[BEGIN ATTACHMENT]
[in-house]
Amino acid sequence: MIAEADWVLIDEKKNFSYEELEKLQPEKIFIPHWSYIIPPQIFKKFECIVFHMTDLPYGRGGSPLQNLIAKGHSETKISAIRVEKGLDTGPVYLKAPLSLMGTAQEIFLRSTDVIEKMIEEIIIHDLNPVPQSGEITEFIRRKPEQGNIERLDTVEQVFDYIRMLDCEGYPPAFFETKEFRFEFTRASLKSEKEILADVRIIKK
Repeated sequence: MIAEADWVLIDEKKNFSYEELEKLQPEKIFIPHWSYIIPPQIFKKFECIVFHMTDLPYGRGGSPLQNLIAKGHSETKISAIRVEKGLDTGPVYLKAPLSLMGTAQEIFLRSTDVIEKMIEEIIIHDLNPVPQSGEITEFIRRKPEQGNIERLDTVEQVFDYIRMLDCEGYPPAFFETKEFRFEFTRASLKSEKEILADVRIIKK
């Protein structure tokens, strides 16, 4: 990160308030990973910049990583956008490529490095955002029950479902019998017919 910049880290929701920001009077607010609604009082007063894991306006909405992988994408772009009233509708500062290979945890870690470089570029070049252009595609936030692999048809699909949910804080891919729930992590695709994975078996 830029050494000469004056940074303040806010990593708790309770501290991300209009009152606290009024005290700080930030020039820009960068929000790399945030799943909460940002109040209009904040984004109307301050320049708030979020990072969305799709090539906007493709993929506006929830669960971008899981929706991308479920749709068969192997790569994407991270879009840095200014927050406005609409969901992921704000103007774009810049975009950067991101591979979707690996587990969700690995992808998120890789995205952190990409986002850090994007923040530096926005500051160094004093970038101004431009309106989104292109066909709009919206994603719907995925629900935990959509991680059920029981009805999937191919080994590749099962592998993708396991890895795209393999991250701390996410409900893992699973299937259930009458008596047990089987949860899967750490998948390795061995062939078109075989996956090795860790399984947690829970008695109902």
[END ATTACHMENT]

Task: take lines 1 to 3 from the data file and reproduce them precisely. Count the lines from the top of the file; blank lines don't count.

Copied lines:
[in-house]
Amino acid sequence: MIAEADWVLIDEKKNFSYEELEKLQPEKIFIPHWSYIIPPQIFKKFECIVFHMTDLPYGRGGSPLQNLIAKGHSETKISAIRVEKGLDTGPVYLKAPLSLMGTAQEIFLRSTDVIEKMIEEIIIHDLNPVPQSGEITEFIRRKPEQGNIERLDTVEQVFDYIRMLDCEGYPPAFFETKEFRFEFTRASLKSEKEILADVRIIKK
Repeated sequence: MIAEADWVLIDEKKNFSYEELEKLQPEKIFIPHWSYIIPPQIFKKFECIVFHMTDLPYGRGGSPLQNLIAKGHSETKISAIRVEKGLDTGPVYLKAPLSLMGTAQEIFLRSTDVIEKMIEEIIIHDLNPVPQSGEITEFIRRKPEQGNIERLDTVEQVFDYIRMLDCEGYPPAFFETKEFRFEFTRASLKSEKEILADVRIIKK